Stop Undermining Yourself With This Phrase
In the last few years, there have been some great articles written about things women say that undermine our credibility. Do a few of these phrases already come to mind for you? Have you stopped using them?
One of the phrases that caught my eye and made me rethink some of my own language is using “just” when speaking, “I just want to share…” or “Just think about it…” Now when I catch myself saying it or writing it, I do my best to re-phrase.
There are quite a few other phrases I coach my clients to stop using in their sales conversations and emails. These phrases diminish the chances of people wanting to know more, engage with you, and certainly buy from you. They are so heavily used that I decided to create a training dedicated to what to say instead. This training will be a part of the September 26, 2019 Master Class: The Language of Sales: How To Have More Influence In Conversations.
There is one phrase, in particular, that is used by women (and children) and it’s a total credibility killer. As an avid podcast listener and a consumer of personal and professional development, I love to learn from other women. When I hear experts using this phrase, I cringe (in full transparency, I’ve caught myself saying it too). The goal of sharing it with you is to encourage you to get it out of your sales conversations. There is no reason to use it. It’s a throw-away line and it sounds childish in a business conversation.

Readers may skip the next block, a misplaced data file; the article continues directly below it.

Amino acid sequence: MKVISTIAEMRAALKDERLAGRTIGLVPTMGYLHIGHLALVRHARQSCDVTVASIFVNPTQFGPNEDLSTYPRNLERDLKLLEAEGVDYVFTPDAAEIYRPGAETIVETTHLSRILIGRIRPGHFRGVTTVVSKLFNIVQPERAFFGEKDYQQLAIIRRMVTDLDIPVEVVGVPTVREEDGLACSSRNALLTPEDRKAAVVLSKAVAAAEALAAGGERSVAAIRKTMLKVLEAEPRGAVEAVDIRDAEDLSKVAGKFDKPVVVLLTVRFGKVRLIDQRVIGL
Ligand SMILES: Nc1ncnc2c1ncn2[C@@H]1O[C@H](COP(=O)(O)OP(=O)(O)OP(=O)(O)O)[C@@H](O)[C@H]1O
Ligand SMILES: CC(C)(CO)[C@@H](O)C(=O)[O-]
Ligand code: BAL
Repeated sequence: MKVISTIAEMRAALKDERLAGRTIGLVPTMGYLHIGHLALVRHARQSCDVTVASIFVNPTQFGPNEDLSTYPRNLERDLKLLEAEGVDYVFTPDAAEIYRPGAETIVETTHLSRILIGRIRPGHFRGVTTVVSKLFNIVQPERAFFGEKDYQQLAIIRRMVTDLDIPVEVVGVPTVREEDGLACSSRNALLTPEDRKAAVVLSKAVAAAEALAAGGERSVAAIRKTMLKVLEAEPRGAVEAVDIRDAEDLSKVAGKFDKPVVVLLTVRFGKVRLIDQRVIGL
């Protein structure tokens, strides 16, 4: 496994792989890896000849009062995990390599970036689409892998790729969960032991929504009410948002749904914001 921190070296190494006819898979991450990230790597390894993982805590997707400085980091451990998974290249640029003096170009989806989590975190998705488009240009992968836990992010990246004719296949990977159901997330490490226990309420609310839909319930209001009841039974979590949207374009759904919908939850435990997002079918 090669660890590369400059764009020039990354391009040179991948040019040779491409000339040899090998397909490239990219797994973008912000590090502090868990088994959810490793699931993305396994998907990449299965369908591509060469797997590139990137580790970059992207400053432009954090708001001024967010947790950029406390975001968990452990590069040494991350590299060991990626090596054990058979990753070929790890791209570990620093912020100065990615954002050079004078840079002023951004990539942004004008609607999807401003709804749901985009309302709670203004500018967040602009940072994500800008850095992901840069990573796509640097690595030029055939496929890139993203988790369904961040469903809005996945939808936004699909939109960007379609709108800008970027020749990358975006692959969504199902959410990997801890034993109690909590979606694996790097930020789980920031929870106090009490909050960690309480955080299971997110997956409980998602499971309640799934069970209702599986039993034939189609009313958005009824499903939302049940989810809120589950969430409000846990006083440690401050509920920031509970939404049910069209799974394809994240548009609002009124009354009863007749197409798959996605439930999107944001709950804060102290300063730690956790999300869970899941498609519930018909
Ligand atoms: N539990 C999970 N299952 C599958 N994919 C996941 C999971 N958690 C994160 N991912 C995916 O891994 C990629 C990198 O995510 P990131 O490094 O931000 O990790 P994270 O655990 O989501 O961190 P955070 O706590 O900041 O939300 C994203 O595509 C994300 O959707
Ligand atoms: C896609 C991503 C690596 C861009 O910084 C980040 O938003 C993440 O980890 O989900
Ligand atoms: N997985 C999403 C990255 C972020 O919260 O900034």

The phrase is “I promise”. How many times have you heard or said:
“I promise, you are making a good decision.”
“I promise, your information is secure.”
“I promise, you’ll notice a difference when you implement these techniques.”
“I promise (fill in the rest of the sentence).”
None of these sentences are stronger with the “I promise” phrase added in. Read the statements again with “I promise” deleted. They work perfectly without it.
“You are making a good decision.”
“Your information is secure.”
“You’ll notice a difference when you implement these techniques.”
It Means Nothing
What does “I promise” even mean or guarantee? It’s like saying, “If I’m being honest.” Should the prospect/client assume that if you don’t promise or use the word honest that you’re lying the rest of the time? These throw-away statements diminish the point you are making. There is no need for them, therefore leave them unsaid.
Be credible when talking and writing. Stand in your expertise and make statements that are true. That is what prospects/clients want from you.
Wishing you continued success in your sales conversations.